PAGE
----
Understanding the $

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The dollar ($) is a mysterious thing. It doesn't really do anything, but is super useful. It's easy to get it mixed up with other operators in Tidal, for example #, because in a way they both 'join things together'. But what is $, exactly?

The $ is used a lot in Haskell (the language which Tidal lives inside). Like a lot of things in Haskell, $ is a function. Like all operators (e.g. +), it has two inputs - the left side, and the right side, and has one output. The left input must be a function, and all that $ does is pass what's on the right hand side, and give it to that function.

In other words, in this expression:

rev $ "1 2 3"

... the dollar takes "1 2 3" and passes it to the function rev. So actually the above is the same as this:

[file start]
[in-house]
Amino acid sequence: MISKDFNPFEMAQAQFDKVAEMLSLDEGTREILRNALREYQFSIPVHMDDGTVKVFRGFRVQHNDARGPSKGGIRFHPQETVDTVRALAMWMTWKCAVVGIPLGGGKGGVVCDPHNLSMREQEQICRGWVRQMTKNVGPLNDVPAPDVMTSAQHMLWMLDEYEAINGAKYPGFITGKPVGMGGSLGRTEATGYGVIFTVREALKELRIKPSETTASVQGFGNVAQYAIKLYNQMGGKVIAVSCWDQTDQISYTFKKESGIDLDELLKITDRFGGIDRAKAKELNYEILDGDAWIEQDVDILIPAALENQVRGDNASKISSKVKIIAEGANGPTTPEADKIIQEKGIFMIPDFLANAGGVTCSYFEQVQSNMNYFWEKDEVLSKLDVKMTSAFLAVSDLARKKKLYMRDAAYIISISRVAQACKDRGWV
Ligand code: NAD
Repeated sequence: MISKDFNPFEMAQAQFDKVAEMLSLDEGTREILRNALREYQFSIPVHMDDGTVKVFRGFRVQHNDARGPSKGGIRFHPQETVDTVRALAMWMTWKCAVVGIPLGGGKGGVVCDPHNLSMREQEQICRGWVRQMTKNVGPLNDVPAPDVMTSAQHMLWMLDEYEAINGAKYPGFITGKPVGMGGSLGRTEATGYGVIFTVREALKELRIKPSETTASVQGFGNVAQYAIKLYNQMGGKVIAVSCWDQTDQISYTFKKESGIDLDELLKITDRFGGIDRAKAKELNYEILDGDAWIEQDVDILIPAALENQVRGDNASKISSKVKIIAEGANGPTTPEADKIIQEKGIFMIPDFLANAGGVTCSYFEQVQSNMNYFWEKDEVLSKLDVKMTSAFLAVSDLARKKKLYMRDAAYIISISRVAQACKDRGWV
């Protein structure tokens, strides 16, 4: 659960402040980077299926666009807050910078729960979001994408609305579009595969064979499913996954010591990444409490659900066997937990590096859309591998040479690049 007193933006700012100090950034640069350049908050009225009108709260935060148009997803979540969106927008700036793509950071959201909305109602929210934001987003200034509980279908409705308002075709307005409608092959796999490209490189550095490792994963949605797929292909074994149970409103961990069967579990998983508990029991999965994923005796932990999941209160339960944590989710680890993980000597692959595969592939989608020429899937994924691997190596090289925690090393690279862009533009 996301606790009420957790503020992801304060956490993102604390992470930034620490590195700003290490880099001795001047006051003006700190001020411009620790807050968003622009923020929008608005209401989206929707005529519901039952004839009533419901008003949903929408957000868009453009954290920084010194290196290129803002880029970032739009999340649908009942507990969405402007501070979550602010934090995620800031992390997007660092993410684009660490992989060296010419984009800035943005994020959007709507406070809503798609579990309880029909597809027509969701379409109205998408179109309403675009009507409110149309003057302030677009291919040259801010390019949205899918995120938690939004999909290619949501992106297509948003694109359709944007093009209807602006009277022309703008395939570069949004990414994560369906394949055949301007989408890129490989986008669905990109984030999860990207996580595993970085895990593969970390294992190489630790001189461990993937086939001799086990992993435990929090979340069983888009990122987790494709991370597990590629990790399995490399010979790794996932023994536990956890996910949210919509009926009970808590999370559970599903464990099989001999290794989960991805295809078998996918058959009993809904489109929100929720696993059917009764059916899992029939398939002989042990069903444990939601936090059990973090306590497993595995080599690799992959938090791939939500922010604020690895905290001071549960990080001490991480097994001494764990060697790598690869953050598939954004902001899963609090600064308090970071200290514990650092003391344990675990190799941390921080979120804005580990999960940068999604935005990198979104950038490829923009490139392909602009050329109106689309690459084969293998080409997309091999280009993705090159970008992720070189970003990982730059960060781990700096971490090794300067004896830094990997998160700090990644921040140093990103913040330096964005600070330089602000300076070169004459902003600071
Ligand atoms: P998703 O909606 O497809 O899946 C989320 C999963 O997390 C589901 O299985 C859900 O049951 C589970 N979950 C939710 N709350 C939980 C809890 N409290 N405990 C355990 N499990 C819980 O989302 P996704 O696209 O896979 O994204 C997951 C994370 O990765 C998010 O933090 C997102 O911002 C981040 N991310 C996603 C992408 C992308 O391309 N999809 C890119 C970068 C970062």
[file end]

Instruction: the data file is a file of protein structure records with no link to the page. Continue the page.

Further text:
rev "1 2 3"

So if we can do without it, why is it useful? Lets look at a slightly more complex example:

fast 2 $ rev "1 2 3"

Here the dollar takes care of passing rev "1 2 3" to fast 2. If we missed it out, then we'd get an error.

-- this gives an error!
fast 2 rev "1 2 3"

That's because the computer will first read fast 2, then rev, and try to treat rev as a pattern to be speeded up. But on its own, rev isn't a pattern, but a function for transforming pattern.

To avoid this error, we could use parenthesis:

fast 2 (rev "1 2 3")

Here the brackets make sure rev "1 2 3" is calculated first, before it is passed as a pattern to fast 2.

So, both $ and parenthesis can be used to control which code is calculated first. The $ is often used to avoid having to match opening and closing brackets, but sometimes parenthesis makes more sense.

Note that you can't really use $ with operators. For example:

-- this doesn't work either!
4 * $ 2 + 3
-- but this does
4 * (2 + 3)


Comparing $ and #

So, $ is used to join a parameter (on the right) with a function (on the left). # (and all its friends |+|, |*|, etc) are used to combine a pattern on the right with a pattern on the left.